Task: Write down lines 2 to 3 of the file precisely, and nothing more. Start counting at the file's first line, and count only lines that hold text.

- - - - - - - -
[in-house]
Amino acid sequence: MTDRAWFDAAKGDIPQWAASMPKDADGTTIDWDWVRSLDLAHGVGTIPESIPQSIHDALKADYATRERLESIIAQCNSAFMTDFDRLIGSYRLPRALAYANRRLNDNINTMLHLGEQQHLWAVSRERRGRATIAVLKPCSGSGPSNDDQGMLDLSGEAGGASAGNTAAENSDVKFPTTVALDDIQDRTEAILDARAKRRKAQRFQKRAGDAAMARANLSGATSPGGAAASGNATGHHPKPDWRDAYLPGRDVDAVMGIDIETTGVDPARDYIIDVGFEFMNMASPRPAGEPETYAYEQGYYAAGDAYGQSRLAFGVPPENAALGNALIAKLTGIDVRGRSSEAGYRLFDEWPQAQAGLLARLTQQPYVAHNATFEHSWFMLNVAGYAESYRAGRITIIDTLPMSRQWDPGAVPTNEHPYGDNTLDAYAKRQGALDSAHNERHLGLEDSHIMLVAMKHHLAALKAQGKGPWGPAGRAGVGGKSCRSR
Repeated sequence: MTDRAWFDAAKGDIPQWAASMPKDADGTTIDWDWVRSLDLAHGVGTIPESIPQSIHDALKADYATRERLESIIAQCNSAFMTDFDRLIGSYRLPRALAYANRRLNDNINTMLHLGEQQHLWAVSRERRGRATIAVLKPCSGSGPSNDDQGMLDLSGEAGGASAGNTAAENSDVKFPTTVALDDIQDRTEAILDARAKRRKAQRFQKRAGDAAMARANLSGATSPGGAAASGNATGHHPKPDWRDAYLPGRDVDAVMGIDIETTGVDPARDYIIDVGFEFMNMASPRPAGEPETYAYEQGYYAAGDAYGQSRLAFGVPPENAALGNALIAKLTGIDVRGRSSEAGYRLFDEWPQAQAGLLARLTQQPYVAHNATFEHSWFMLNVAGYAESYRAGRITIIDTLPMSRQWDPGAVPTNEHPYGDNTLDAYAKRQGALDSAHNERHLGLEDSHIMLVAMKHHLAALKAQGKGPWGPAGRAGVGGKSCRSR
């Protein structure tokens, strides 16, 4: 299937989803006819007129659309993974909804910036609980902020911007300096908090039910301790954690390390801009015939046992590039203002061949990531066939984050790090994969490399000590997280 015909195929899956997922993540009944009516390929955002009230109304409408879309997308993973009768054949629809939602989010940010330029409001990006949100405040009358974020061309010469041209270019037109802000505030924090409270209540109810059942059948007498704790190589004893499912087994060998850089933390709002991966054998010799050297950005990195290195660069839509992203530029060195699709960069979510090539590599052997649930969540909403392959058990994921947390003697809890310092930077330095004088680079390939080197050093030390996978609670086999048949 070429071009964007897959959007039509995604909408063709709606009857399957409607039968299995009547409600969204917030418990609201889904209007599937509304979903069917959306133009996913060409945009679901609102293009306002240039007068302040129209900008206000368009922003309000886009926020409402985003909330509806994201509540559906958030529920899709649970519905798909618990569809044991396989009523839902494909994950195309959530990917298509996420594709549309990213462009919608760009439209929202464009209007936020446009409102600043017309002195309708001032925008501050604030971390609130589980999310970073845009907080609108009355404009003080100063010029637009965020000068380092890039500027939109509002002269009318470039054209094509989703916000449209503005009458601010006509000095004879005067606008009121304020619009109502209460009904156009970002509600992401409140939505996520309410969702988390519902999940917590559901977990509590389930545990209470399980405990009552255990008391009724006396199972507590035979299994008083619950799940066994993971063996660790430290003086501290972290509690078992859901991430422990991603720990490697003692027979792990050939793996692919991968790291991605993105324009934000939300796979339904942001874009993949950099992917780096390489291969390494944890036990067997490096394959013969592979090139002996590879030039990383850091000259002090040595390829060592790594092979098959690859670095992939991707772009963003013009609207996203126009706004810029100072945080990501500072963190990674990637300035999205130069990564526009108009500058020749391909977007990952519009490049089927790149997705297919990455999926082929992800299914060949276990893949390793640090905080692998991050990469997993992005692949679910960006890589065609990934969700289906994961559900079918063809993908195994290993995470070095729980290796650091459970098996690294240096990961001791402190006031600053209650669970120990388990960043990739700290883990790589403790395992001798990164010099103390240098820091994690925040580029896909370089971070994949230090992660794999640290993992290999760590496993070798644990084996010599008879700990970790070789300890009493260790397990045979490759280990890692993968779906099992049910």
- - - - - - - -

Amino acid sequence: MTDRAWFDAAKGDIPQWAASMPKDADGTTIDWDWVRSLDLAHGVGTIPESIPQSIHDALKADYATRERLESIIAQCNSAFMTDFDRLIGSYRLPRALAYANRRLNDNINTMLHLGEQQHLWAVSRERRGRATIAVLKPCSGSGPSNDDQGMLDLSGEAGGASAGNTAAENSDVKFPTTVALDDIQDRTEAILDARAKRRKAQRFQKRAGDAAMARANLSGATSPGGAAASGNATGHHPKPDWRDAYLPGRDVDAVMGIDIETTGVDPARDYIIDVGFEFMNMASPRPAGEPETYAYEQGYYAAGDAYGQSRLAFGVPPENAALGNALIAKLTGIDVRGRSSEAGYRLFDEWPQAQAGLLARLTQQPYVAHNATFEHSWFMLNVAGYAESYRAGRITIIDTLPMSRQWDPGAVPTNEHPYGDNTLDAYAKRQGALDSAHNERHLGLEDSHIMLVAMKHHLAALKAQGKGPWGPAGRAGVGGKSCRSR
Repeated sequence: MTDRAWFDAAKGDIPQWAASMPKDADGTTIDWDWVRSLDLAHGVGTIPESIPQSIHDALKADYATRERLESIIAQCNSAFMTDFDRLIGSYRLPRALAYANRRLNDNINTMLHLGEQQHLWAVSRERRGRATIAVLKPCSGSGPSNDDQGMLDLSGEAGGASAGNTAAENSDVKFPTTVALDDIQDRTEAILDARAKRRKAQRFQKRAGDAAMARANLSGATSPGGAAASGNATGHHPKPDWRDAYLPGRDVDAVMGIDIETTGVDPARDYIIDVGFEFMNMASPRPAGEPETYAYEQGYYAAGDAYGQSRLAFGVPPENAALGNALIAKLTGIDVRGRSSEAGYRLFDEWPQAQAGLLARLTQQPYVAHNATFEHSWFMLNVAGYAESYRAGRITIIDTLPMSRQWDPGAVPTNEHPYGDNTLDAYAKRQGALDSAHNERHLGLEDSHIMLVAMKHHLAALKAQGKGPWGPAGRAGVGGKSCRSR